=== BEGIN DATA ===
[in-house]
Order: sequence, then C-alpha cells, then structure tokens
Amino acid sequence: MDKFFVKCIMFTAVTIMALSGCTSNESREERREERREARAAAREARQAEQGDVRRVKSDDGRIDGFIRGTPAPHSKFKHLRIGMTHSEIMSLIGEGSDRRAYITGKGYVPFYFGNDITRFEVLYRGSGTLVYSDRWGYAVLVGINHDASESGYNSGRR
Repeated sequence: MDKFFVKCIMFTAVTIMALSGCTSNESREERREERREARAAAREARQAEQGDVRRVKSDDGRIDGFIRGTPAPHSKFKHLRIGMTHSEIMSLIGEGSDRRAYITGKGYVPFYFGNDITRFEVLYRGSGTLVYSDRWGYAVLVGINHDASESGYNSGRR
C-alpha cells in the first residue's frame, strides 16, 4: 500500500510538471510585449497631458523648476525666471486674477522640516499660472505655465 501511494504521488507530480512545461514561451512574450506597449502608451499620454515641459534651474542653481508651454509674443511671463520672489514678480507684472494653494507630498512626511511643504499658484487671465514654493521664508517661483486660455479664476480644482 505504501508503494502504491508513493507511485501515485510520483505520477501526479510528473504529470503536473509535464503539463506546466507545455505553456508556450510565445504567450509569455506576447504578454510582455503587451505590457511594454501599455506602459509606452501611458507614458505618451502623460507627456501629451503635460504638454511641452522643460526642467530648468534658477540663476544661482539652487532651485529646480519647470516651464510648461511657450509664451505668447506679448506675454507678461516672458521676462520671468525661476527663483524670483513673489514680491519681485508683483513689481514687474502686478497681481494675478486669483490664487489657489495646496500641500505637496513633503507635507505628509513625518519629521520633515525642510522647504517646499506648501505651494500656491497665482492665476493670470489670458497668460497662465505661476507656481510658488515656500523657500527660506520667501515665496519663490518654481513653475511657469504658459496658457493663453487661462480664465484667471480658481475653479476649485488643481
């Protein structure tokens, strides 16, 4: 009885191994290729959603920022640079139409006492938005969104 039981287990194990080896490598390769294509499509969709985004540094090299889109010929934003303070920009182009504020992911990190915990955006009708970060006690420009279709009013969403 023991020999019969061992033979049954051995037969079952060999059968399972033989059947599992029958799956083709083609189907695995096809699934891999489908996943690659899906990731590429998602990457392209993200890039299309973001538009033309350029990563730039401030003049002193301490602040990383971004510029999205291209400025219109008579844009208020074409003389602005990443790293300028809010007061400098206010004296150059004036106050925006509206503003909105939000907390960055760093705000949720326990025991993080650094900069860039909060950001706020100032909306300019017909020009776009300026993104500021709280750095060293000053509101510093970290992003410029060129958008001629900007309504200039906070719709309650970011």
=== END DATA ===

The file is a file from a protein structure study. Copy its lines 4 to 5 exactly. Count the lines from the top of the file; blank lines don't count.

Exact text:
Repeated sequence: MDKFFVKCIMFTAVTIMALSGCTSNESREERREERREARAAAREARQAEQGDVRRVKSDDGRIDGFIRGTPAPHSKFKHLRIGMTHSEIMSLIGEGSDRRAYITGKGYVPFYFGNDITRFEVLYRGSGTLVYSDRWGYAVLVGINHDASESGYNSGRR
C-alpha cells in the first residue's frame, strides 16, 4: 500500500510538471510585449497631458523648476525666471486674477522640516499660472505655465 501511494504521488507530480512545461514561451512574450506597449502608451499620454515641459534651474542653481508651454509674443511671463520672489514678480507684472494653494507630498512626511511643504499658484487671465514654493521664508517661483486660455479664476480644482 505504501508503494502504491508513493507511485501515485510520483505520477501526479510528473504529470503536473509535464503539463506546466507545455505553456508556450510565445504567450509569455506576447504578454510582455503587451505590457511594454501599455506602459509606452501611458507614458505618451502623460507627456501629451503635460504638454511641452522643460526642467530648468534658477540663476544661482539652487532651485529646480519647470516651464510648461511657450509664451505668447506679448506675454507678461516672458521676462520671468525661476527663483524670483513673489514680491519681485508683483513689481514687474502686478497681481494675478486669483490664487489657489495646496500641500505637496513633503507635507505628509513625518519629521520633515525642510522647504517646499506648501505651494500656491497665482492665476493670470489670458497668460497662465505661476507656481510658488515656500523657500527660506520667501515665496519663490518654481513653475511657469504658459496658457493663453487661462480664465484667471480658481475653479476649485488643481